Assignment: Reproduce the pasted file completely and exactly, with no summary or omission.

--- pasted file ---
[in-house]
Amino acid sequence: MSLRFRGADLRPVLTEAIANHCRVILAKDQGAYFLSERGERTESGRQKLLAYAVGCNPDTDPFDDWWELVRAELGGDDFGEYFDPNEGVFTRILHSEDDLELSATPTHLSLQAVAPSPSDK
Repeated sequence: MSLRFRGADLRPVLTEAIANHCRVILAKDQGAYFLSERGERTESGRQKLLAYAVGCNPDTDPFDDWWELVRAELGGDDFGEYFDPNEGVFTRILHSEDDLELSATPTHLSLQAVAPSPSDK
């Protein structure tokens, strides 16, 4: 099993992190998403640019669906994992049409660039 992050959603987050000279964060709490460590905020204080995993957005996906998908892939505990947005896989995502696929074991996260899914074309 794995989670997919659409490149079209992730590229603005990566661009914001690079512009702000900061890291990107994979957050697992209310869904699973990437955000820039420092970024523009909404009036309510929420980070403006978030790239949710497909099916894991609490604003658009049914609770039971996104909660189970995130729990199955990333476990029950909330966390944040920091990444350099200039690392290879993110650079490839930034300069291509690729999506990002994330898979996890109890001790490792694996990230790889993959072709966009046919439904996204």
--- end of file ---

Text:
[in-house]
Amino acid sequence: MSLRFRGADLRPVLTEAIANHCRVILAKDQGAYFLSERGERTESGRQKLLAYAVGCNPDTDPFDDWWELVRAELGGDDFGEYFDPNEGVFTRILHSEDDLELSATPTHLSLQAVAPSPSDK
Repeated sequence: MSLRFRGADLRPVLTEAIANHCRVILAKDQGAYFLSERGERTESGRQKLLAYAVGCNPDTDPFDDWWELVRAELGGDDFGEYFDPNEGVFTRILHSEDDLELSATPTHLSLQAVAPSPSDK
């Protein structure tokens, strides 16, 4: 099993992190998403640019669906994992049409660039 992050959603987050000279964060709490460590905020204080995993957005996906998908892939505990947005896989995502696929074991996260899914074309 794995989670997919659409490149079209992730590229603005990566661009914001690079512009702000900061890291990107994979957050697992209310869904699973990437955000820039420092970024523009909404009036309510929420980070403006978030790239949710497909099916894991609490604003658009049914609770039971996104909660189970995130729990199955990333476990029950909330966390944040920091990444350099200039690392290879993110650079490839930034300069291509690729999506990002994330898979996890109890001790490792694996990230790889993959072709966009046919439904996204």